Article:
Iron Man 2 review

OK, let's deal with the elephant in the room and get the big question out of the way. Is Iron Man 2 any good? Is it as good as the first film? Yes, and yes. It's not quite Spider-Man 2 good, but as sequels go, it's better than most.

As the first blockbuster of the 2010 summer season, there's a lot riding on Iron Man's shiny metal shoulders. But with the origin story out of the way, the second film can get straight down to business. And there's a lot of business going on. First up, the US government – in the person of smarmy Senator Stern (a rather chubby Shandling) – is demanding that Stark (Downey Jr) hand over the powerful weapon that is the Iron Man suit. If that's not enough, Tony has to deal with the fact that the power unit inside his chest is slowly poisoning his blood. Meanwhile, the government is trying to create its own suit with the help of Stark's business rival, Justin Hammer (Rockwell) – and Tony's buddy Jim Rhodes (portrayed by Cheadle this time, replacing Terence Howard) is roped in to help. And a new foe emerges – the mysterious and dangerous Ivan Vanko (Rourke), who holds a lifelong grudge against the Stark family.

There are a lot of plot threads to juggle, but Favreau does so with a deftness that belies his limited experience behind the camera (he'd only directed three films before he helmed the first Iron Man). He's ably assisted by a sparkling script from Theroux, who nicely blends the humour, drama and action. Once again, Downey Jr owns the film. He plays Stark with equal measures of smarm, class, bravado, showmanship, selfishness and fear. The biggest asset he brings to the role, though, is believability. And he's more than ably assisted by a stellar cast that all turn in outstanding performances. Tough-guy Rourke is suitably menacing as Vanko/Whiplash, proving a real threat to Stark/Iron Man. Rockwell almost steals the whole show as Hammer, a ruthless industrialist who wants nothing more than to bring down Tony Stark. Paltrow is more palatable as Pepper Potts this time round, and is given a lot more to do. Johansson smoulders as the Black Widow (let's hope she returns for the third film!) and Sam Jackson is back as SHIELD leader Nick Fury, starting to put in place the set-up for The Avengers.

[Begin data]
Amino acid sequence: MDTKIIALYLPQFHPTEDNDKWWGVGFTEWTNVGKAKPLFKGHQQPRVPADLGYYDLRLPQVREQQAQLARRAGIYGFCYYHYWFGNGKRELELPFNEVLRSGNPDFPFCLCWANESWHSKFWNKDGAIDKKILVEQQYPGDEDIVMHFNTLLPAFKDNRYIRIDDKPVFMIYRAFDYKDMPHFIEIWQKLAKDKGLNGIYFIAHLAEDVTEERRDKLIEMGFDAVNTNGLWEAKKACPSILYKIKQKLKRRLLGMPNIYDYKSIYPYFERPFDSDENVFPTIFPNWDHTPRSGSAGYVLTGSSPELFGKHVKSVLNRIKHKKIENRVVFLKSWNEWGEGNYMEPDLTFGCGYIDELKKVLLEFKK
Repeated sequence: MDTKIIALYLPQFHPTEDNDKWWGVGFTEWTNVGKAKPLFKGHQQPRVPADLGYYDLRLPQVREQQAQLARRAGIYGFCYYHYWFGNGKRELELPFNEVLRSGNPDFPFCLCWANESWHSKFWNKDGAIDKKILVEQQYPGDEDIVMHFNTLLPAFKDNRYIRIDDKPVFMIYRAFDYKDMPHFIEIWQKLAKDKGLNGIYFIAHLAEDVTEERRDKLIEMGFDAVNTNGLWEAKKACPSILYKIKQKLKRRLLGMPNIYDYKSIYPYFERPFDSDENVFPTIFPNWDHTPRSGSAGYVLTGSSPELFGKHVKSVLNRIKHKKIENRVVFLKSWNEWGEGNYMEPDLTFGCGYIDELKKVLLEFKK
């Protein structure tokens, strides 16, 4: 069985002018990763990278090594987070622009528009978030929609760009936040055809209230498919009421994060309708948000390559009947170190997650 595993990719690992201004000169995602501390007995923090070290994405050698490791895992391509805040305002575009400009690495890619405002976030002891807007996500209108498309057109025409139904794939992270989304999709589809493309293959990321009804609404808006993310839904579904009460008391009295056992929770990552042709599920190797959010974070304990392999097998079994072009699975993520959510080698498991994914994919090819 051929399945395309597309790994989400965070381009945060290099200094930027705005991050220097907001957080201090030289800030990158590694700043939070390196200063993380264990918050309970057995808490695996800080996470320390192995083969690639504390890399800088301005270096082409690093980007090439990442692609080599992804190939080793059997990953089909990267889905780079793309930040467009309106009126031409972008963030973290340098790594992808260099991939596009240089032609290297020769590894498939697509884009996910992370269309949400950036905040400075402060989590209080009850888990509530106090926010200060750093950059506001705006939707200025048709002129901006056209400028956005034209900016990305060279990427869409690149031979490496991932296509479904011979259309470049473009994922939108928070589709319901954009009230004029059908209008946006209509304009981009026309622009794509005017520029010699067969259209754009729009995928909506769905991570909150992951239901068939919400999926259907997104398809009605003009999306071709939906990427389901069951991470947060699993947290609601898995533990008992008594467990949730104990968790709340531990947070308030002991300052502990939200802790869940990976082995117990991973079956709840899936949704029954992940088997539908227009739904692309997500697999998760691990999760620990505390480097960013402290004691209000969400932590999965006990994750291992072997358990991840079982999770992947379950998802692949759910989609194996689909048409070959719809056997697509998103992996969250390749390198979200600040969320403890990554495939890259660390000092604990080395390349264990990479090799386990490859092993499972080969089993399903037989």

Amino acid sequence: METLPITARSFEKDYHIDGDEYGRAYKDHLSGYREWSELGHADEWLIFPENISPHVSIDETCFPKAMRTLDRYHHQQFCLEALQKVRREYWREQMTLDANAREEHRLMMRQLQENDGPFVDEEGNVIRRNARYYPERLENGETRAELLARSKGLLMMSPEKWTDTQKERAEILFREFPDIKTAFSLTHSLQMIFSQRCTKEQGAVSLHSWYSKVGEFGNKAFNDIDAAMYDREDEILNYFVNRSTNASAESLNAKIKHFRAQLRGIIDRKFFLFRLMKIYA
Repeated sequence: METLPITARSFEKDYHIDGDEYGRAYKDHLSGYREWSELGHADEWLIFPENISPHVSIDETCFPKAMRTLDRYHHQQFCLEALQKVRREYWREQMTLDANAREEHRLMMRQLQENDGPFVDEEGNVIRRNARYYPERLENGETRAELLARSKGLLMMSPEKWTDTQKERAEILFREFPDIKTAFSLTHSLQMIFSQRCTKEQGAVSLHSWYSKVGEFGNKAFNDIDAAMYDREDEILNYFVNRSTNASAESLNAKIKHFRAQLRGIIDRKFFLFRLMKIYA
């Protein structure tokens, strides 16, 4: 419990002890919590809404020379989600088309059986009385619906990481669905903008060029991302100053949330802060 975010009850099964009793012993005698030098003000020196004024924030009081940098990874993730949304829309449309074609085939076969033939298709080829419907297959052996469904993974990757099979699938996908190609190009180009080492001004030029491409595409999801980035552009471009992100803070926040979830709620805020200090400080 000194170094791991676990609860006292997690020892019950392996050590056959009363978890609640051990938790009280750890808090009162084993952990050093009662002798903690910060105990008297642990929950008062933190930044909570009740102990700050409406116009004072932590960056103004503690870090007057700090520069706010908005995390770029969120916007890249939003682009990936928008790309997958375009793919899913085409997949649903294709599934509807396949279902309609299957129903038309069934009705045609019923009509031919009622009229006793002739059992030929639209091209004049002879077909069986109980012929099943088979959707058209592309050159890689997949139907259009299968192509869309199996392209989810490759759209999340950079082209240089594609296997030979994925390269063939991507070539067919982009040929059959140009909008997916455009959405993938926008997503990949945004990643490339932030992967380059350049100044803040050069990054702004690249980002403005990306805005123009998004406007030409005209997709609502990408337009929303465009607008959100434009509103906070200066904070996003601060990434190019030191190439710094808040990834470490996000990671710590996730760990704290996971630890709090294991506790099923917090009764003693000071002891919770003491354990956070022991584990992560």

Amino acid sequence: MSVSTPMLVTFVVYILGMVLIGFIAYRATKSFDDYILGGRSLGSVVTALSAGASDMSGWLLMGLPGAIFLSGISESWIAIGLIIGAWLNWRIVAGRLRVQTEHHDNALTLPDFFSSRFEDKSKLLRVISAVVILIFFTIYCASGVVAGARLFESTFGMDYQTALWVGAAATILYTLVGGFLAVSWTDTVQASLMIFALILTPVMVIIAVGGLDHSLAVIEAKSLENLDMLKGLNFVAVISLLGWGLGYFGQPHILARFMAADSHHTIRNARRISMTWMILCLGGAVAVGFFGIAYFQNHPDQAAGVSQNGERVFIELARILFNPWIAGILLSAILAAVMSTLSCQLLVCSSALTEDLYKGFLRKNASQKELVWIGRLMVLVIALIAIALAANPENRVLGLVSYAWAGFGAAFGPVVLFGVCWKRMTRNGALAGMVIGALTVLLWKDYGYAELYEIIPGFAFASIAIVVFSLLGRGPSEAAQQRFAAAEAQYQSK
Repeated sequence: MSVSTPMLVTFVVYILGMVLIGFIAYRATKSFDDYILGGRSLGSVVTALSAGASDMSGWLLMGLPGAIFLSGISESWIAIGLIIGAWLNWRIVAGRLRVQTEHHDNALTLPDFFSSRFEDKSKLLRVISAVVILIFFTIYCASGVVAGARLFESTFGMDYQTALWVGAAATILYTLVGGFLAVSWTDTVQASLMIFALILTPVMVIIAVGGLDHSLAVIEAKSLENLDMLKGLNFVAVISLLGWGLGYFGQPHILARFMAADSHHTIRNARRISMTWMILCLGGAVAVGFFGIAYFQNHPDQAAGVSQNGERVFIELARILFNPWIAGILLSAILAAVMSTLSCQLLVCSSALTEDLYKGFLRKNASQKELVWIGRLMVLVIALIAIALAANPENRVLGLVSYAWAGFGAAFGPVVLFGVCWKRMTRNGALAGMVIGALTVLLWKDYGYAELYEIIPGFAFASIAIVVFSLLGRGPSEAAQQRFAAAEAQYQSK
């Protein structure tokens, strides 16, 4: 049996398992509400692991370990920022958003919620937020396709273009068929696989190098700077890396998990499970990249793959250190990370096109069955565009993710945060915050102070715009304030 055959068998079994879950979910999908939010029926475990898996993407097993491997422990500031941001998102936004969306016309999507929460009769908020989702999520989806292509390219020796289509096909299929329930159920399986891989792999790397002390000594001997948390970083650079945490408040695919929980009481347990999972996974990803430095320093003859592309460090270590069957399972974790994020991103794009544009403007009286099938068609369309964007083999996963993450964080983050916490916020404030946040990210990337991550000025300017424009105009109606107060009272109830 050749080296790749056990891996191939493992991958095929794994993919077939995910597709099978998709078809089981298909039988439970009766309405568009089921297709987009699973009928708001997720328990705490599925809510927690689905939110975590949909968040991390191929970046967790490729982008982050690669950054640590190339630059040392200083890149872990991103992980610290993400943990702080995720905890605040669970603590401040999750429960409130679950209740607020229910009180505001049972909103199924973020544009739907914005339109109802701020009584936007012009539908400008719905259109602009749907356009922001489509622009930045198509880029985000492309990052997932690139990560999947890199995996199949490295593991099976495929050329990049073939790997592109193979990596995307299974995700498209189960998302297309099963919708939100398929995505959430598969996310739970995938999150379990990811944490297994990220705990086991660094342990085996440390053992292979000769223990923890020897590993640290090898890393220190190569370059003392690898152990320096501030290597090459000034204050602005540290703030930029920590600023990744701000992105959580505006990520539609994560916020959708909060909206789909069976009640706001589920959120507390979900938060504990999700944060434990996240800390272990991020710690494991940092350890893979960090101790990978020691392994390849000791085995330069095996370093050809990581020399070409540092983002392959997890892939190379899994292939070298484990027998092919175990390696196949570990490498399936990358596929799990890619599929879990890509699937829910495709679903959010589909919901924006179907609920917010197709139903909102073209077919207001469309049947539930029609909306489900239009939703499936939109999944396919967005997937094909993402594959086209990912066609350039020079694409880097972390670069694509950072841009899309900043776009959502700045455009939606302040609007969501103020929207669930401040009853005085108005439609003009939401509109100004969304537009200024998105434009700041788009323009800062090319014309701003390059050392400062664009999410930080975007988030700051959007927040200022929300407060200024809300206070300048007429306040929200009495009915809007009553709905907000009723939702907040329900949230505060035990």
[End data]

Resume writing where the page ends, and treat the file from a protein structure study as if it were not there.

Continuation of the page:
Iron Man 2 is fun, funny and exciting. It clocks in at a little over two hours, but is never dull. There are plenty of nice little touches for comic book fans (keep an eye out for Captain America's shield), but it's not so fan-boyish that general audiences will feel left out. Favreau has managed to deliver a sequel that is easily the equal of the original film – let's hope he can do it again in a couple of years with Iron Man 3.
SECOND OPINION |  Doug Cooper ★
I beg to differ. Iron Man 2 is stodgy, overstuffed, boring and underwhelming. It suffers from the lack of a strong and forceful villain. Mickey Rourke's evil entrance on the Monaco racetrack is terrific but he then has little to do for the rest of the movie, appearing mostly to conduct behind the scenes machinations on his computer. What's fun about that? The film then gets sidetracked with various plot contrivances involving Rockwell as a conniving businessman, Cheadle as the military buddy dealing with him and battling with Stark, momentarily trashing his stylish home, while Samuel L Jackson's role should've been cut completely. Why can't this movie simply operate as a self contained film? Why should our time be wasted with the setting up of another Marvel movie franchise? Iron Man 2 is hohum hokum devoid of any tension or excitement – on a par with the dire Spider-Man 3.

Official Site
Iron Man 2 at IMDb

Stuart O'Connor is the Managing Editor of Screenjabber, the movie review website he co-founded with Neil Davey far too many years ago. He likes all genres, as long as the film is good (although he does enjoy the occasional bad "guilty pleasure"), and drinks way too much coffee.

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